Just as other researcher’s ideas can bolster your arguments and act as evidence for your ideas, they can also detract from your credibility if they are found to be mistaken or fabricated. Properly citing information not unique to you prevents your reputation from being tarnished if the facts or ideas of others are proven to be inaccurate or off-base.
Outside academe, ideas are considered intellectual property and there can serious repercussions if you fail to cite where you got an idea from. In the professional world, failure to cite other people’s intellectual property ruins careers and reputations and can result in legal action. Given this, it is important to get into the habit of citing sources.
Referencing also enhances your writing and assists your readers by: Showing the breadth of your research; Strengthening your academic argument; Demonstrating your understanding of academic requirements; Acknowledging and rewarding others for their contribution; Showing the readers the sources of your information; Allowing your readers to consult your sources independently and allowing readers to verify your information.
By using referencing appropriately you will avoid plagiarism, Plagiarism means taking and using the thoughts, writings, inventions and claiming someone else’s words or ideas as your own and using them as your own without acknowledging their source In your academic writing. W hich is, you will often need and be expected to draw on the ideas of others and sometimes to quote their exact words or copy their graphics.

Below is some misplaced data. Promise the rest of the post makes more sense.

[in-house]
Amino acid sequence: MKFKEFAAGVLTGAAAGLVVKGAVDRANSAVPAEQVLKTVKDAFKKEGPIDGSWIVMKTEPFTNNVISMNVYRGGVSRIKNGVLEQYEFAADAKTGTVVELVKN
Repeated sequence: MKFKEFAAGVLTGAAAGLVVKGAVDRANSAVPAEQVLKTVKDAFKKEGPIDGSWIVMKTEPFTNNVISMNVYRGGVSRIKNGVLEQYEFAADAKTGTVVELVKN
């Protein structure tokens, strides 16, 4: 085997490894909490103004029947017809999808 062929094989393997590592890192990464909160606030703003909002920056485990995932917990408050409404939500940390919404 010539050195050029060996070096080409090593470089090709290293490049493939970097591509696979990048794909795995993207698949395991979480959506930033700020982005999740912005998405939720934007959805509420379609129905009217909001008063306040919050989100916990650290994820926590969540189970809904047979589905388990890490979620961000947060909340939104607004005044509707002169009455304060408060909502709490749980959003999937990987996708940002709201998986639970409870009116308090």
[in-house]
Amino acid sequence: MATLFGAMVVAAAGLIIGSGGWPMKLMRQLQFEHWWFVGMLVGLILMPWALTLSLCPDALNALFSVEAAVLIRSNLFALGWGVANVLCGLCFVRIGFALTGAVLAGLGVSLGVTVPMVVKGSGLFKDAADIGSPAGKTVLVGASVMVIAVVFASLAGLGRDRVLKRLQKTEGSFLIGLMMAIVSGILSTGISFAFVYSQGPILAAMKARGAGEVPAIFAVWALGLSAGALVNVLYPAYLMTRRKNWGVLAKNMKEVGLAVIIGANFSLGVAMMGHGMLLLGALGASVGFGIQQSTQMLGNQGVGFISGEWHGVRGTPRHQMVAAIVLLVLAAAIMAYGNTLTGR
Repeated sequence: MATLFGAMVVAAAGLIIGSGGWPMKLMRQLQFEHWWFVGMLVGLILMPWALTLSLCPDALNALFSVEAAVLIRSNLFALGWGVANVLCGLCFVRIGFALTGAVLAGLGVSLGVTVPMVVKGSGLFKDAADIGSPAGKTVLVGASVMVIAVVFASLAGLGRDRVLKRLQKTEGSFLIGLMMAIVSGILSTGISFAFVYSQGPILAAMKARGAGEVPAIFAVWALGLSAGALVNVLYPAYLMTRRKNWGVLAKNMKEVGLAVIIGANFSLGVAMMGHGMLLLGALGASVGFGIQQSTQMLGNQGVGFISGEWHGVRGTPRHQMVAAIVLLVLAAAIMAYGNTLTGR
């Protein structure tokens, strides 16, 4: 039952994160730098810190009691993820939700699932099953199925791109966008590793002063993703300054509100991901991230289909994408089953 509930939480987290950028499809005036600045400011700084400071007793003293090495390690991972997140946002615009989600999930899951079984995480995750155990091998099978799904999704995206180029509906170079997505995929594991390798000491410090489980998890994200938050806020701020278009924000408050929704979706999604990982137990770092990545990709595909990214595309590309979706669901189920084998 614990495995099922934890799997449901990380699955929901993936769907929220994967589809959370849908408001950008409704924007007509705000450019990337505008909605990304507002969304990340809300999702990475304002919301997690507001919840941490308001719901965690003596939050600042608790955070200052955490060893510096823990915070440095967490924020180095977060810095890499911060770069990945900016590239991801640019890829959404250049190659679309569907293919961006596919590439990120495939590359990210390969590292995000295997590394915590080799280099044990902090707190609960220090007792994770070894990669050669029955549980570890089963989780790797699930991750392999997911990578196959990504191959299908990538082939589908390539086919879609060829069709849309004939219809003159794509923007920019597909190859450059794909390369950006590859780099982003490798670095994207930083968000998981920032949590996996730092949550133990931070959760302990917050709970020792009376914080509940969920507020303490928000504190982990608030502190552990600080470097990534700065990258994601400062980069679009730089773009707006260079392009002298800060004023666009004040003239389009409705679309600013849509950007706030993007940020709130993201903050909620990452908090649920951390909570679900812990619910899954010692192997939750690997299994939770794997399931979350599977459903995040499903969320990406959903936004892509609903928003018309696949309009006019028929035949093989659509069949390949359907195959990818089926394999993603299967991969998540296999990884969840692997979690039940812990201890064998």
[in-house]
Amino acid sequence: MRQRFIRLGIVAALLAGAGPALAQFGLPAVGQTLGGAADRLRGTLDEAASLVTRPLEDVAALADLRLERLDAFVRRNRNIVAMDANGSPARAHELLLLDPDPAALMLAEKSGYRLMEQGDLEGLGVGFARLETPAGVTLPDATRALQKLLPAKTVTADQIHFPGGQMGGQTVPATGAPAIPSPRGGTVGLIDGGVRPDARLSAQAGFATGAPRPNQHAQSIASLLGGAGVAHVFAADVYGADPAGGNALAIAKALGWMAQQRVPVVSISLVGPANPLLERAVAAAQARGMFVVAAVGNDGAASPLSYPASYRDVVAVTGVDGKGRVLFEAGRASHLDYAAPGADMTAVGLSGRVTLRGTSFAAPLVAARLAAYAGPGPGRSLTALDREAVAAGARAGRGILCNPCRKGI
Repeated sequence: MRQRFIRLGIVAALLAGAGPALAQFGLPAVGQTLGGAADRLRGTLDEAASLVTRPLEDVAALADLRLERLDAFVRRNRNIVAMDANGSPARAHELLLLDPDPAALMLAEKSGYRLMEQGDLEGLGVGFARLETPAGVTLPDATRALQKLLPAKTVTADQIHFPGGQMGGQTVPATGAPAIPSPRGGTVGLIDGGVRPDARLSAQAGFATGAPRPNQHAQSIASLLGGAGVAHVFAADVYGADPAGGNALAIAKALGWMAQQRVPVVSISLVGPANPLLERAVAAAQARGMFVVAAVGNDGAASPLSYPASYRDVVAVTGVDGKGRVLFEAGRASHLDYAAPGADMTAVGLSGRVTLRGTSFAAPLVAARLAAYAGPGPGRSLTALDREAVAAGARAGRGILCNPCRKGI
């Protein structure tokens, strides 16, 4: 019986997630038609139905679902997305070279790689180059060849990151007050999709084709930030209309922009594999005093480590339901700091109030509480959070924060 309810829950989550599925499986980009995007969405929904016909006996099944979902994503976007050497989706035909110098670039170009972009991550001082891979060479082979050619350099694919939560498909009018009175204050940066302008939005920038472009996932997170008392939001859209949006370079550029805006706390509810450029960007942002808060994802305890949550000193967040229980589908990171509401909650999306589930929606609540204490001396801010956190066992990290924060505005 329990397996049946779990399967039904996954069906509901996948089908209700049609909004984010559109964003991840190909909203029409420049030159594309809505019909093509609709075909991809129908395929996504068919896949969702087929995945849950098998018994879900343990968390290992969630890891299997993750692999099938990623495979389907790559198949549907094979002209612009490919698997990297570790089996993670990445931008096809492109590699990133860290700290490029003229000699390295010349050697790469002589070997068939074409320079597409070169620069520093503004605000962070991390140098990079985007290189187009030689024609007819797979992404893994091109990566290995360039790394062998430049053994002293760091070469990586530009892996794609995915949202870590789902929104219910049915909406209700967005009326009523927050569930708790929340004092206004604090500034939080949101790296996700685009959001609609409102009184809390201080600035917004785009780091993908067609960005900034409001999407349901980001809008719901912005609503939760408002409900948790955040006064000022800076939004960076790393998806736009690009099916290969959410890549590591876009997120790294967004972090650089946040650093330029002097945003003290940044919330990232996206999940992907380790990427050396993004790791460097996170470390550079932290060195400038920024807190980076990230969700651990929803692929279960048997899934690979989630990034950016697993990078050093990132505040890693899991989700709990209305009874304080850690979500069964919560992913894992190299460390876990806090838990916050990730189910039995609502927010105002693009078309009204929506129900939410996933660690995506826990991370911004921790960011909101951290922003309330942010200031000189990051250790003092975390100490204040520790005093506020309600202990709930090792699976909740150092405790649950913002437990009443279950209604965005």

The important thing to remember is that you must not attempt to pass these borrowed ideas and words off as your own. The presentation of your own work for more than one assessment, without acknowledgement and referencing is considered to be self-plagiarism. To avoid plagiarism, you must acknowledge the source of the ideas through an academically acceptable system of referencing.
You need to provide references to the work and ideas of other people in most forms of writing you do as part of your unit requirements. If referencing requirements are not made clear to you in your lectures, tutorials or unit materials, then you should check with your lecturer.
References must be provided whenever you use someone else’s opinions, theories, data or methods of organizing material. You need to reference information from books, journals, magazines, newspapers, videos, sound recordings, websites, lectures and personal communications – in fact any borrowed or adapted information, whichever medium it first occurs in.
A reference is required if you; Quote (use someone else’s exact words); Copy (use someone else’s figures, pictures, diagrams, tables or structure); Paraphrase or adapt (convert someone else’s ideas or artwork into your own words or design requirements); Summaries (use a brief account of someone else’s ideas)